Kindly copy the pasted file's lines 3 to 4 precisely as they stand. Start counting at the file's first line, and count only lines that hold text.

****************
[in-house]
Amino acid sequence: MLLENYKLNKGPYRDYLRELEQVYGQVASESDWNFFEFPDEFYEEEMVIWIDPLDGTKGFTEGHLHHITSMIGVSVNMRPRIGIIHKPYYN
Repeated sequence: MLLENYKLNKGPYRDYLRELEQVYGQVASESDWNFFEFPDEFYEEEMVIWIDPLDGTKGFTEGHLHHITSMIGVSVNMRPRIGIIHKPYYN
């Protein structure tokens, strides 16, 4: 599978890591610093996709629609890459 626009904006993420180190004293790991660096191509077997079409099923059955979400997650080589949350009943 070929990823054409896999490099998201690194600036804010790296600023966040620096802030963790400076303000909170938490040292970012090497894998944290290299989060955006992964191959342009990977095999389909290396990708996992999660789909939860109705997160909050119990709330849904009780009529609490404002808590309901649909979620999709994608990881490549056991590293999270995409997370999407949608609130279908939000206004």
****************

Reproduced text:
Repeated sequence: MLLENYKLNKGPYRDYLRELEQVYGQVASESDWNFFEFPDEFYEEEMVIWIDPLDGTKGFTEGHLHHITSMIGVSVNMRPRIGIIHKPYYN
């Protein structure tokens, strides 16, 4: 599978890591610093996709629609890459 626009904006993420180190004293790991660096191509077997079409099923059955979400997650080589949350009943 070929990823054409896999490099998201690194600036804010790296600023966040620096802030963790400076303000909170938490040292970012090497894998944290290299989060955006992964191959342009990977095999389909290396990708996992999660789909939860109705997160909050119990709330849904009780009529609490404002808590309901649909979620999709994608990881490549056991590293999270995409997370999407949608609130279908939000206004």